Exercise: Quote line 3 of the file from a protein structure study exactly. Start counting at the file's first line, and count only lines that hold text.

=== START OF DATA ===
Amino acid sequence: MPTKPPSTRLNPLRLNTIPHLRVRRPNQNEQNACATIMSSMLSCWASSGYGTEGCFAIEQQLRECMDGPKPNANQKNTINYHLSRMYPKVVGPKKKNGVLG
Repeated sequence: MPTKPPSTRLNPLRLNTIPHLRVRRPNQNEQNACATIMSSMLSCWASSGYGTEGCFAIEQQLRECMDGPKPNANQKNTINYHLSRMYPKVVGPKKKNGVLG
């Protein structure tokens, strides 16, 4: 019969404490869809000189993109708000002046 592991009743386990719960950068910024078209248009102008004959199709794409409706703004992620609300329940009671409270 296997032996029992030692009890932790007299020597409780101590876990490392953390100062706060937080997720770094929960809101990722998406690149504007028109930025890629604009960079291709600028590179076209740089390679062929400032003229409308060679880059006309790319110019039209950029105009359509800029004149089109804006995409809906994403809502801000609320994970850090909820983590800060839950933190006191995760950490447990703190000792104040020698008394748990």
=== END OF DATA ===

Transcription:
């Protein structure tokens, strides 16, 4: 019969404490869809000189993109708000002046 592991009743386990719960950068910024078209248009102008004959199709794409409706703004992620609300329940009671409270 296997032996029992030692009890932790007299020597409780101590876990490392953390100062706060937080997720770094929960809101990722998406690149504007028109930025890629604009960079291709600028590179076209740089390679062929400032003229409308060679880059006309790319110019039209950029105009359509800029004149089109804006995409809906994403809502801000609320994970850090909820983590800060839950933190006191995760950490447990703190000792104040020698008394748990």